“Most of us like to talk and give advice about our own lives and what we’ve learned, wishing we hadn’t made all the mistakes we made,” she says. “I have a trick that I do: Every time I want to say something, I literally swallow my words. You should be listening a lot more than talking. Ask them what they want. Say, ‘Do you want me to give you advice? Or do you just want me to listen?’ They’ll tell you. And by doing so, you’re going to give them more choices and you’re giving them more coping mechanisms.”
And don’t worry; there’s no such thing as the perfect parent, Lindblad-Goldberg says. Parenting, as most folks know, exists in context, she says. How you do it depends upon how tired you are, what else is on your plate, how you’re getting along with your spouse and any other myriad variables.
And even the most loving, well-meaning parent won’t always get it right. She recalled a time when she was in elementary school and another girl threatened to come to her house and beat her up. Lindblad-Goldberg remembers sharing with her mother what the girl had said and informing her mother to tell any visitors that she was not at home. Her mother promptly replied she would do no such thing because, “We don’t lie in this house.”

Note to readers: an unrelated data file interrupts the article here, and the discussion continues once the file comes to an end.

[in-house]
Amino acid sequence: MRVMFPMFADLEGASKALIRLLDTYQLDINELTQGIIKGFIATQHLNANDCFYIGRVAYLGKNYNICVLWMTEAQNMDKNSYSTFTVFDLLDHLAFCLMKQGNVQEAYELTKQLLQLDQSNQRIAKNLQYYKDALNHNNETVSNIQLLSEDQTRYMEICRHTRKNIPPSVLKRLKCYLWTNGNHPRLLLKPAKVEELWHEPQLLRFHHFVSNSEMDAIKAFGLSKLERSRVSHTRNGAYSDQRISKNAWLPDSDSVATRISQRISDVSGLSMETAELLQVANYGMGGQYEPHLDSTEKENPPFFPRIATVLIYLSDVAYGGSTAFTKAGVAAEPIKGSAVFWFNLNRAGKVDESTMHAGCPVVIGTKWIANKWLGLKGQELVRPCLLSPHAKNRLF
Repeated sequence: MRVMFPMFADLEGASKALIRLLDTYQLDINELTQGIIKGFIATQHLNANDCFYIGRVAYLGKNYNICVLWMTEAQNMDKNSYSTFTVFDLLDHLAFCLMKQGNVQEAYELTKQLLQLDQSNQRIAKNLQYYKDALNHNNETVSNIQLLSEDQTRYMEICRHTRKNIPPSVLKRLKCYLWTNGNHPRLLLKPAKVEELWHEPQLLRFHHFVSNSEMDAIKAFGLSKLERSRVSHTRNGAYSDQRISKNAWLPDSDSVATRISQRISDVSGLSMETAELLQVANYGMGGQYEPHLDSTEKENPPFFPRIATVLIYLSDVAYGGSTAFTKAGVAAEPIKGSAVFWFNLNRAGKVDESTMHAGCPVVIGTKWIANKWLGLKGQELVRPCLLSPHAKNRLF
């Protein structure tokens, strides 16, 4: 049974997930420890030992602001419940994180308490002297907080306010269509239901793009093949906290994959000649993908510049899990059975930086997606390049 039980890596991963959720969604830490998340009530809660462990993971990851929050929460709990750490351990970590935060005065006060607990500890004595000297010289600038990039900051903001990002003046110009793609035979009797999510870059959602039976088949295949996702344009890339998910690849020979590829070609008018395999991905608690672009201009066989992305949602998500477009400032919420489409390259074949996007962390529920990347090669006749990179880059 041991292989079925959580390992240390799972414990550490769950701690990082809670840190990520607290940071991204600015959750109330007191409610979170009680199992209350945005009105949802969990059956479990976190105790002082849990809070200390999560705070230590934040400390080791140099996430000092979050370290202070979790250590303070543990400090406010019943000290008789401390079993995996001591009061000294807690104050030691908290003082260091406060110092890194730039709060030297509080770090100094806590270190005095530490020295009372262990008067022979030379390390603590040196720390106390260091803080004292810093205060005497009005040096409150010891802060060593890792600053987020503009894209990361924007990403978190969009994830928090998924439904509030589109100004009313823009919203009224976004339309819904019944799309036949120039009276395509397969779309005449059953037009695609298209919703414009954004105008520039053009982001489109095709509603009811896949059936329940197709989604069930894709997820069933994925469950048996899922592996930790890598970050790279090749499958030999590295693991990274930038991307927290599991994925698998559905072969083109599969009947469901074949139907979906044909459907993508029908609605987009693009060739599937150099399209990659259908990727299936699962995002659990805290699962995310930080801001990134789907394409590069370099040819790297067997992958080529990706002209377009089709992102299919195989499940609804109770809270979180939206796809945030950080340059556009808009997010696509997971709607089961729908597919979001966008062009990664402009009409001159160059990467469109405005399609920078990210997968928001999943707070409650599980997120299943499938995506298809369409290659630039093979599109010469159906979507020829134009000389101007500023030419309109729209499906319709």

Yes, her mother was upholding an important value and trying to be a good role model, but “she missed the forest for the trees,” Lindblad-Goldberg says.
“She should’ve picked up on the emotions and said, ‘Marion, this isn’t like you. What are you feeling? What’s going on?’ ”
Medoff’s advice is to talk to kids “like a politician, in sound bites,” and to realize that even though adolescents and teens are seeking independence from their families, they are at the same time relying on the “foundation you built for them.”
For the parents who can’t resist handing off pearls of wisdom to their offspring, Medoff says to grab a pencil and paper and write it down.
“You can write, ‘I was listening to you, and I wanted to give you my full attention, but I also want to tell you a story that happened to me…’ ”